FTag citations have changed dramatically during COVID-19. Learn about the 10 most frequently cited and how to stay in compliance.
Over the last few months, state agencies have resumed nursing home annual surveys with their pre-COVID 19 frequency. One of the ways that state agencies and the Centers for Medicare and Medicaid Services (CMS) identify deficiencies is through the use of FTags; areas of compliance that are assessed through a nursing home survey.
Results from a LeadingAge Quality, Certification, and Oversight Report (QCOR) finds that the Covid pandemic changed the top ten most commonly cited F-tags. Prior to the pandemic, F812 (Food Procurement), F758 (Free from Unnecessary Psychotrophic Meds/PRN Use), and F880 (Infection Prevention and Control) were the top three 3 most cited deficiencies. Interestingly, F812 and F758 are not even in the top 10 of the most cited F-tags as of October 2021. As shown in the list of the top 10 most commonly cited FTags, there is an increasing awareness and monitoring of pandemic-related issues: Covid testing, infection control, reporting, and immunizations.
- F884 Reporting - National Health Safety Network (NHSN)
- F880 Infection Prevention & Control
- F886 COVID-19 Testing-Residents & Staff
- F689 Free of Accident Hazards/Supervision/Devices
- F684 Quality of Care
- F580 Notify of Changes (Injury/Decline/Room, etc.)
- F883 Influenza and Pneumococcal Immunizations
- F885 Reporting-Residents, Representatives & Families
- F686 Treatment/Services to Prevent/Heal Pressure Ulcers
- F609 Reporting of Alleged Violations
Given these changes to the FTags that are more commonly cited, here is how your nursing home can prepare:
This is a new tag created by CMS for federally required reporting to the National Health Safety Network (NHSN). The citation is received for non-compliance and is cited by federal surveyors off-site as NHSN data is reviewed.
Tip on how to stay in compliance: Ensure that your data is reported! Check your policies and procedure for reporting and always have a backup team member that can enter the data, which is especially important in today’s volatile staffing climate.
This is the catch-all tag for infection control and focuses on ensuring that nursing homes have an infection prevention and control program with policies, procedures, systematic monitoring, training, and education for all staff.
Tip on how to stay in compliance: Review your in-services and training for staff. Ensure that all staff can demonstrate infection control procedures and verbalize and demonstrate to a surveyor on practices for items like hand hygiene and donning/doffing PPE. Review all monitoring and practices to prevent infection and ensure that a facility’s infection preventionist are using line listings and tracking infections.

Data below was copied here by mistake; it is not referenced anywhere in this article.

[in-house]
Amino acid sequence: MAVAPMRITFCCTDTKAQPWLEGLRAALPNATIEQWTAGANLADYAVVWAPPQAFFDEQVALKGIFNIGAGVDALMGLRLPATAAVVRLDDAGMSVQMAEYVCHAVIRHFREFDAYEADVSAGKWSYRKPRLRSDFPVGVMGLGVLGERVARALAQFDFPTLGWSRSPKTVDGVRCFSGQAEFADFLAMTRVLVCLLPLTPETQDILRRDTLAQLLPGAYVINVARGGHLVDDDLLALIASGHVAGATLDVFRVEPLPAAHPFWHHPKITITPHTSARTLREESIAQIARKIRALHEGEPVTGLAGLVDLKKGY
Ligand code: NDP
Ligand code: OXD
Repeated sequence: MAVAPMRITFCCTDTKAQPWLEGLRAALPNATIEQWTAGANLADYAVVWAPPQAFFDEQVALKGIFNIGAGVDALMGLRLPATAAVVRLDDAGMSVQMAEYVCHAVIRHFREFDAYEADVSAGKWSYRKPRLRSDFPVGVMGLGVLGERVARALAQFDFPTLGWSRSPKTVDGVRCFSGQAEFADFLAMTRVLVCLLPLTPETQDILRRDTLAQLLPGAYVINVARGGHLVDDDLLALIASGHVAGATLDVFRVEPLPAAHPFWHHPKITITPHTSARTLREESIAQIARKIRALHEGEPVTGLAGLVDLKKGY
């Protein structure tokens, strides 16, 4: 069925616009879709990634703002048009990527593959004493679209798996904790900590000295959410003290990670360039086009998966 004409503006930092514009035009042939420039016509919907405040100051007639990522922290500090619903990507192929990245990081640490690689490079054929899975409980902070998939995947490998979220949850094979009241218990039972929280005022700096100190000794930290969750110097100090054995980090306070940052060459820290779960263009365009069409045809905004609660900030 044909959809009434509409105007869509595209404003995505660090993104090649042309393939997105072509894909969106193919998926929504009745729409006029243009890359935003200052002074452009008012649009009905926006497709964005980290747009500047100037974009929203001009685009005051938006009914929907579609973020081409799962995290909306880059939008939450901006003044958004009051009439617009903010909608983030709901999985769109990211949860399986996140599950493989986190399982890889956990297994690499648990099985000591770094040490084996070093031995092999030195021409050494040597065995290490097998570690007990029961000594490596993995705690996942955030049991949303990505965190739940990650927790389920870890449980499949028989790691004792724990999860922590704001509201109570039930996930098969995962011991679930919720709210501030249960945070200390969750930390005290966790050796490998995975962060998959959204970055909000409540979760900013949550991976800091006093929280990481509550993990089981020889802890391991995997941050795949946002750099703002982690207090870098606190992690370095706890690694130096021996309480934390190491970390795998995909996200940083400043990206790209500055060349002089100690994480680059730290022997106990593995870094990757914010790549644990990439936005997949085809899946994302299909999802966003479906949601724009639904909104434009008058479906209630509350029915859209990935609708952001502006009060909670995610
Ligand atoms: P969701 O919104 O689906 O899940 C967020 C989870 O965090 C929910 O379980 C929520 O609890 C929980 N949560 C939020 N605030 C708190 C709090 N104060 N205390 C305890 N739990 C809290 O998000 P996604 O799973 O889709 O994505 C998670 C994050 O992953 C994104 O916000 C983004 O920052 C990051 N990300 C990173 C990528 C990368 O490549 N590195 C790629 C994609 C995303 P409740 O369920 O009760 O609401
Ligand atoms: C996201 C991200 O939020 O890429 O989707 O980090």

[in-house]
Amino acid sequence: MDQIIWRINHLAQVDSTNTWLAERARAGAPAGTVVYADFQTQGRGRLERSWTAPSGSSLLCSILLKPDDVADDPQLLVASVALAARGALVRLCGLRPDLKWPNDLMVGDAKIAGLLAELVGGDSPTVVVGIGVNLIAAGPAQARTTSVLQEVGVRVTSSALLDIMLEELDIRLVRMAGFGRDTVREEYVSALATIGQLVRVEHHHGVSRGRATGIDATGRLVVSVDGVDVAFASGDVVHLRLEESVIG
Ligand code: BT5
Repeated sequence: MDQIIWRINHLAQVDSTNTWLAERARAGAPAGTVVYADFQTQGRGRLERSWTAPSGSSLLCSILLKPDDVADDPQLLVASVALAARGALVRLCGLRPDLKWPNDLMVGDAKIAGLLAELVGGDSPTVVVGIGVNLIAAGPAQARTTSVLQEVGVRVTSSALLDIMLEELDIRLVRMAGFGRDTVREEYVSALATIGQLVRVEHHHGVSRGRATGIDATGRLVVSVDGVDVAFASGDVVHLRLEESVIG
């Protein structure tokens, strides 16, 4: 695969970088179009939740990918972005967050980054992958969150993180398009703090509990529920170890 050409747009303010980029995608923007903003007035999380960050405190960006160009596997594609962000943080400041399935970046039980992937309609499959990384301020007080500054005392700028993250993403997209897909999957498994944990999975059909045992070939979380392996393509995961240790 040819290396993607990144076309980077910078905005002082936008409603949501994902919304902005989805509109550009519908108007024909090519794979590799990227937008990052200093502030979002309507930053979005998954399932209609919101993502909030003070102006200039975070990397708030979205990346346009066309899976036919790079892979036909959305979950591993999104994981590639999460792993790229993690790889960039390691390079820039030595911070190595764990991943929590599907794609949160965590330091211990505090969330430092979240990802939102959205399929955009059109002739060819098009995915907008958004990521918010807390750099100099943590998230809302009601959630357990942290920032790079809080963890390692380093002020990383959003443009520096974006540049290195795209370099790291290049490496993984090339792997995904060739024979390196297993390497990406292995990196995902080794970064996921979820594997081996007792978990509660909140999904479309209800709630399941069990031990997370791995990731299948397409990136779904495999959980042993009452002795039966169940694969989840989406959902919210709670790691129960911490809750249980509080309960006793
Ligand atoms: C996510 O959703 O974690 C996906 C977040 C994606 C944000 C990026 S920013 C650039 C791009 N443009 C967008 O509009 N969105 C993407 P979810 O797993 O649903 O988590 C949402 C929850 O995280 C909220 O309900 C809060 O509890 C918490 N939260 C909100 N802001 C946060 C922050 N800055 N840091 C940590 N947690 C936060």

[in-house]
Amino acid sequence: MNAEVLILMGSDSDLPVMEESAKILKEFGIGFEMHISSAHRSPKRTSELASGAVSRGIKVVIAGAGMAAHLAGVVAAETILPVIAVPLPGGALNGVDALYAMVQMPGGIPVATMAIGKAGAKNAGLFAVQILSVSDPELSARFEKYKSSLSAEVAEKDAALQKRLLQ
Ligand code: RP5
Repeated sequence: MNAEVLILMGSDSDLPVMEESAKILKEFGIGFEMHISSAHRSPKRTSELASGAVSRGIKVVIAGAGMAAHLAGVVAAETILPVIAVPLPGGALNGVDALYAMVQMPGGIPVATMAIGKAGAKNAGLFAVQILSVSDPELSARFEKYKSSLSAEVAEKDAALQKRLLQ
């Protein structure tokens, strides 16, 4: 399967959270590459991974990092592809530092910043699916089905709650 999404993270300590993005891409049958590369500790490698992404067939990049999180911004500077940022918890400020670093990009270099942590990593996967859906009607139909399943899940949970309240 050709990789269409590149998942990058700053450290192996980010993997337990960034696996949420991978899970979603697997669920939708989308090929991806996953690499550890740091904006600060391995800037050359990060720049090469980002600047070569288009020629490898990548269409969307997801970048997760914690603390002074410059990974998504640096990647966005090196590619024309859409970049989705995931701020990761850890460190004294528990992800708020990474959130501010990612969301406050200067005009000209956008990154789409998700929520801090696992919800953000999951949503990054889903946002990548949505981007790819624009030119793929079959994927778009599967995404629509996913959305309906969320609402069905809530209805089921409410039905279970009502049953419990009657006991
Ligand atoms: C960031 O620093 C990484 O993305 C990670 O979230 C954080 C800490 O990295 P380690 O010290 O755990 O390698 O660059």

This is a new FTag created with the CMS regulation on testing residents and staff using community positivity rates and/or COVID-19 outbreaks.
Tip on how to stay in compliance: Double check who is monitoring the community positivity rates and ensure there is a backup team member. Ensure that lab turnaround times are verified and documented if they are over 48 hours. Using audit tools with monitoring criteria will also help keep your organization in compliance.
This tag refers to ensuring that the resident environment remains free of accident hazards and each resident receives adequate supervision and assistance devices to prevent accidents.
Tip on how to stay in compliance: Use a systems approach to identify hazards, including inadequate supervision, as well as implement resident-centered approaches and engage all staff, residents, and families in discussions on resident safety training. Facilities should also monitor data related to care processes that lead to accidents.
This tag ensure facilities identify and provide needed care and services that are resident centered, in accordance with the resident’s preferences and goals for care and meet professional standards that will meet each resident’s physical, mental and psychological needs.
Tip on how to stay in compliance: Review care plans and documentation to establish they are resident centered. The clinical assessment process should be fluid. Staff should be completing ongoing clinical assessment and identifying changes in condition. Create a performance improvement plan that includes a communication link and documentation monitoring. Do not forget to ensure resident and/or resident representatives are included in the care plan.